Flash 5 and MX as a CALL Software developing tool


As a teacher in a large Australian language centre primarily catering for Asian students there is a large amount of anecdotal evidence which supports the opinion that Western academic writing is a particular problem for them. There are several problems that adversly affect these students performance; sentence level structures can be almost the opposite of their own language, essay and paragraph level structures also have major differences, there are a variety of writing systems, finally there are generally fewer "friends" between English and Asian vocabularies when compared to European languages. These four factors combine to make an Asian student's acquisition and use of academic English a difficult enterprise.

"Paragraph Power" (1988) by George M.Rooks shows this structural difference with a diagram which represents an Asian style essay as a spiral, while the Western version has a clear hierachy. Students rarely come close to having a complete understanding of what is expected of them before they actually start courses, this holds true even after they have completed EAP or IAP courses at language centres. In "Studying in Australia" (1988) Ballard and Clanchy cite an example of a Japanese Economics student who had problems throughout his first year of study because he approached his essay writing tasks from a Japanese standpoint.

For a variety of reasons the popularity of English language universities continues to grow and the pressure on International students to achieve is very high. This pressure to achieve is often transferred onto the teachers of academic and IELTS exam classes. These teachers are subject to stress because of the personal needs of the students and also the large amount of marking required in such classes.

There is a large body of printed material that supports the teaching of these skills and also some quite interesting free material on the internet. The Victoria University's Academic writing module is a particularly interesting case. This is a large unit of work which has been authored in Hot Potatoes and includes a large proportion of the structural content usually given in academic writing texts. This web-page is attractive and professional with completely interactive content, however, it is weakened by a lack of repetition and limited practice. Much of the other Internet material in this field is based around reference works with a greater or lesser amount of practice.

A personal view of mine is that textual structure has some aspects in common with traditional grammar from an SLA point of view. By this I mean that to a certain extent it follows the observed behaviour in grammar of only being acquired when the language process has reached a certain stage. The form can be explained ad nauseum yet will not be wholly accessible to the student until this point of departure is reached. When academic English is introduced to native speakers it is when they already have a very high operational knowledge of the language, this certainly cannot be said about international students. I would suggest several ways of overcoming this barrier. Firstly the learning of structure can be taught from a much lower level, such as pre-intermediate. This can be facilitated by introducing it through exercises which concentrate on meaning combined with form. Extended exposure to increasingly difficult exercises could allow the organisation of essays to be acquired without explicit teaching of topic sentences, supporting sentences and conclusions.

The teaching of genre and structure can be supported by the process of grammatical consciousness-raising. This is an organic view of language learning which does two important things. First, it rejects the split between subconscious acquisition and conscious learning, and also the assumption that once something has been taught it will have necessarily been learnt. With this in mind there is no shortage of material which supports conscious learning with in-depth discussions of discourse types yet not as much which supports acquisition with repeated, intensively cognitive tasks.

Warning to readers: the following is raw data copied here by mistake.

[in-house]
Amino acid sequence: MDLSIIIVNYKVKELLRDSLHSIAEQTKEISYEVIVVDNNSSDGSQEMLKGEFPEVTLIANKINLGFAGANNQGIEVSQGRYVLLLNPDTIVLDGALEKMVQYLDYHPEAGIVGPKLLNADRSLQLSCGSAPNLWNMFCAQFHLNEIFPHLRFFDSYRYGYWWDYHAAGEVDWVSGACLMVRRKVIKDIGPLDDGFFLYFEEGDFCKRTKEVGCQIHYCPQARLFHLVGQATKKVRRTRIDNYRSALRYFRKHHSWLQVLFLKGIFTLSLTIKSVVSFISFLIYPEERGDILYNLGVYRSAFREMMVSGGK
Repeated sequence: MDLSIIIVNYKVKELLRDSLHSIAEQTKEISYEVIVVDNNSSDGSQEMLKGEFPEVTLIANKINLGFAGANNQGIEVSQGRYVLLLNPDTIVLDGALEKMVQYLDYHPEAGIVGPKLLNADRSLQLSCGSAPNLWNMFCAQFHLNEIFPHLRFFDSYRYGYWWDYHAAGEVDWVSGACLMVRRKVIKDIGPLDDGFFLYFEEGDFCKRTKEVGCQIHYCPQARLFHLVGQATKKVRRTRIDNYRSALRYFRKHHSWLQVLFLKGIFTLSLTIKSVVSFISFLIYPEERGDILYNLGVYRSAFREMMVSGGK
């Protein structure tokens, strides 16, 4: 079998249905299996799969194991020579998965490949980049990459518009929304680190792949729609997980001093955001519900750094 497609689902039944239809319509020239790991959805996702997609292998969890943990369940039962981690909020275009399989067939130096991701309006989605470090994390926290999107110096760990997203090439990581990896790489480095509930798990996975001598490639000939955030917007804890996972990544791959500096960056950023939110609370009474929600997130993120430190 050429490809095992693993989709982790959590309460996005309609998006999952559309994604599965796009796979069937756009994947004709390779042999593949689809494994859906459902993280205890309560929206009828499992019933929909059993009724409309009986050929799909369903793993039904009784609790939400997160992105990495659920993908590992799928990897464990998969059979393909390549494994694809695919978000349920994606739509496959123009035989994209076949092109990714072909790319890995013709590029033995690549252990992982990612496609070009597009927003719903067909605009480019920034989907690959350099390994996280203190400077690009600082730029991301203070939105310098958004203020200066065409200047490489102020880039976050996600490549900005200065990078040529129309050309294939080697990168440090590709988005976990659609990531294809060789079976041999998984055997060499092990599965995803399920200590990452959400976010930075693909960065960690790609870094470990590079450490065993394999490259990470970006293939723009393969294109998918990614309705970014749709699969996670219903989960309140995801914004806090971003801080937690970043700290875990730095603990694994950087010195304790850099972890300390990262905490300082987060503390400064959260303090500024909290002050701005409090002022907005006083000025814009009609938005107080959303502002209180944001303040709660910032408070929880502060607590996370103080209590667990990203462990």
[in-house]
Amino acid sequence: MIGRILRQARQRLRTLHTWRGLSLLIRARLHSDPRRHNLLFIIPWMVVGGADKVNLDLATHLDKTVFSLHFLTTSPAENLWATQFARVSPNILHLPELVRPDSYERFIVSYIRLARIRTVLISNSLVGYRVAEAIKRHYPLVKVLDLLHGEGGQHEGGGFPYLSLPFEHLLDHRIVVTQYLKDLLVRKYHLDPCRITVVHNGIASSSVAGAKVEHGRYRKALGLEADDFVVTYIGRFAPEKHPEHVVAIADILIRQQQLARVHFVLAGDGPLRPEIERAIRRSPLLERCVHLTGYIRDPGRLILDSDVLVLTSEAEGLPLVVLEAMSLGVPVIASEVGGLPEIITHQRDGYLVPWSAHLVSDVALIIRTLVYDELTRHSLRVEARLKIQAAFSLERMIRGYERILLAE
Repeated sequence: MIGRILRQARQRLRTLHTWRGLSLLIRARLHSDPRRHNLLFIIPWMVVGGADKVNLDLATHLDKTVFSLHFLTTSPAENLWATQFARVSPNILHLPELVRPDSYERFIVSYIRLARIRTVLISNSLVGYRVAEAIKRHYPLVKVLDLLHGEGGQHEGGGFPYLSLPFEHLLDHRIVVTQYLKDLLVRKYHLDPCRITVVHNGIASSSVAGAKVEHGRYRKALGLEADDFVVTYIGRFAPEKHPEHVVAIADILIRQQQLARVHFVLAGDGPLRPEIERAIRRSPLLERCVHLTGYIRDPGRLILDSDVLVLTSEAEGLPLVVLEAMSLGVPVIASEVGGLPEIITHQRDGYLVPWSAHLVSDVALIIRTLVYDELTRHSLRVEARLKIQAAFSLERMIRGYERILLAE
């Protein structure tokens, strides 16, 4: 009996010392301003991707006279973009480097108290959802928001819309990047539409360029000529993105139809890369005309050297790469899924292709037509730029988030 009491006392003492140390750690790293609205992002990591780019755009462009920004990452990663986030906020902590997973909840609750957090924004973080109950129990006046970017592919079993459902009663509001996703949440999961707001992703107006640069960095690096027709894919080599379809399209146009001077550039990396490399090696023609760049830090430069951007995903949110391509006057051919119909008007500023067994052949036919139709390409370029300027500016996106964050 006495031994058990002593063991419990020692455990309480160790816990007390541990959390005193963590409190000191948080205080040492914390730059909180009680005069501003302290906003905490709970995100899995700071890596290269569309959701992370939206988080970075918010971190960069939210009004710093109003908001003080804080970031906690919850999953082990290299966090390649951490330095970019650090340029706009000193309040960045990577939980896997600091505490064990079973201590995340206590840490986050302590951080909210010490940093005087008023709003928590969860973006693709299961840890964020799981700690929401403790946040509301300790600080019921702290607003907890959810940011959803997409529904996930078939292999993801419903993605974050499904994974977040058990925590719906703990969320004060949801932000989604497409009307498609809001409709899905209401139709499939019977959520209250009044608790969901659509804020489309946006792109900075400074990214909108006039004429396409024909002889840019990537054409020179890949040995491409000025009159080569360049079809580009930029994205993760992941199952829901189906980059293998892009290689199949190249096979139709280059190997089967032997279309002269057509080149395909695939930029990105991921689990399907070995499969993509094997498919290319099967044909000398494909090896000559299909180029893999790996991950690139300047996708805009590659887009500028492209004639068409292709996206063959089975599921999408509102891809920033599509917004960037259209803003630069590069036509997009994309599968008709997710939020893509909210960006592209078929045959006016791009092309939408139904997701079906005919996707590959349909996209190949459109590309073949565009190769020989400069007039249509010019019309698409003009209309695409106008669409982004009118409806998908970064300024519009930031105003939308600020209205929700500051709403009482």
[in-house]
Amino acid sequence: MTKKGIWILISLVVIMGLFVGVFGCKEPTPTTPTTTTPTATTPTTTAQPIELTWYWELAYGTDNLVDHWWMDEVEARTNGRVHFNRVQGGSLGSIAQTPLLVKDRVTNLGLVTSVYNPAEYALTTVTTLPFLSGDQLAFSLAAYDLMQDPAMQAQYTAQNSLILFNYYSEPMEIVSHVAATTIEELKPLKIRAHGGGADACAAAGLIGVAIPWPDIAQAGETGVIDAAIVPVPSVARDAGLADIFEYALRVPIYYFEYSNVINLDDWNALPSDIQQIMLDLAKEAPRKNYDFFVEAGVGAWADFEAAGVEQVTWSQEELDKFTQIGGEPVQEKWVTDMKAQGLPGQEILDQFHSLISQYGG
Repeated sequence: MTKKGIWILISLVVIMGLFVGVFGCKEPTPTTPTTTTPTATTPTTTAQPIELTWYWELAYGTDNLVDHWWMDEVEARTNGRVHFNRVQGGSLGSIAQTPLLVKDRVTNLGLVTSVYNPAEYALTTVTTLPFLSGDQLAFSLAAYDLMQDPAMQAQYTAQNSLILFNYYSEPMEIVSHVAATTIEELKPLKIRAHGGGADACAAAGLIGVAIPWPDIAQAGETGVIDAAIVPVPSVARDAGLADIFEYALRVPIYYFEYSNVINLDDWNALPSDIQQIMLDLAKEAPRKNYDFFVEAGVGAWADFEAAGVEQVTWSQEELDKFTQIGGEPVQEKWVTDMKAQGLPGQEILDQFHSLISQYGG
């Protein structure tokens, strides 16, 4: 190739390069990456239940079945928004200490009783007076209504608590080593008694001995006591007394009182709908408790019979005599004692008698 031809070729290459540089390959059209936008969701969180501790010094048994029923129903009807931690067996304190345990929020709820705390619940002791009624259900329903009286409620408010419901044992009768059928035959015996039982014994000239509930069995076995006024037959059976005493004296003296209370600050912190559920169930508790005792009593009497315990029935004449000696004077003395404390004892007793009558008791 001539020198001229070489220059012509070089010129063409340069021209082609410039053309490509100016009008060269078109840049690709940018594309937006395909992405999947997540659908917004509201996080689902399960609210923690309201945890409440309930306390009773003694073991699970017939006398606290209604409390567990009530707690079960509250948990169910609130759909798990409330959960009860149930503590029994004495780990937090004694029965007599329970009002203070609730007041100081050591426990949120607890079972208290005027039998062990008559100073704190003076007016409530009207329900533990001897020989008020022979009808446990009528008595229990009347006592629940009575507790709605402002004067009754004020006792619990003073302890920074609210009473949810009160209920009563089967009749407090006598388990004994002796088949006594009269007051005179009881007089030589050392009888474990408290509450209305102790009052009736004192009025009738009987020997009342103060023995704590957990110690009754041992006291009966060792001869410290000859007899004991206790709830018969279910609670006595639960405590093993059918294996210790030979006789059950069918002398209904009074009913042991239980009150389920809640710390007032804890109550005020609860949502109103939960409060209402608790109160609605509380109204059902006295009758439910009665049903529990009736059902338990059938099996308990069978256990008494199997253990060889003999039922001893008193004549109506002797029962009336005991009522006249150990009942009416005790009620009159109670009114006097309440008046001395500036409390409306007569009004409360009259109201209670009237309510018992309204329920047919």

Jeremy Harmer (1991) gives several examples of exercises designed to make students aware of discourse level grammar. The first important example focuses on referencing features, 'they, them, it', for example. The second focuses on replacing topic sentences that have been removed from a text. These skills are helpful both in productive and receptive skills which is why the replacement task is a large feature of the Cambridge general English exams.

From the above observations it is clear that an electronic exercise which would produce some form of guided acquistion fits into my concept of language learning. As such the following discussion of Flash will primarily concentrate on its text handling features but other aspects which fit into the concept of guided acquisition will also be discussed.


People who are familiar with Flash through the internet will probably have read the preceeding section and been slightly perplexed by the predominance of reference to text and writing skills in relation to Flash. Flash is justly popular for its animation and sound capabilities yet hardly known for its other qualities. Flash interactivity has progressed from simple navigation buttons to its current point where it has extensive text, number and object processing abilities. As an educationalist concerned with issues of learner autonomy, motivation and teacher workload the interactive aspects of Flash are essential for giving any effective feedback to students. The use of animation and embedded quicktime movies is useful, but only when combined with ActionScript processing.

As a program for educational software developers Flash 5 has many features which support various styles of learning. However, there are several aspects that are particularly useful when considering the previously mentioned environment and the learning needs of these students. The primary strengths of Flash 5 are twofold, firstly it can accept dynamic content from a range of sources (text files, ASP pages, databases), secondly ActionScript has evolved into a reasonably powerful data processing language. These two aspects will be considered seperately.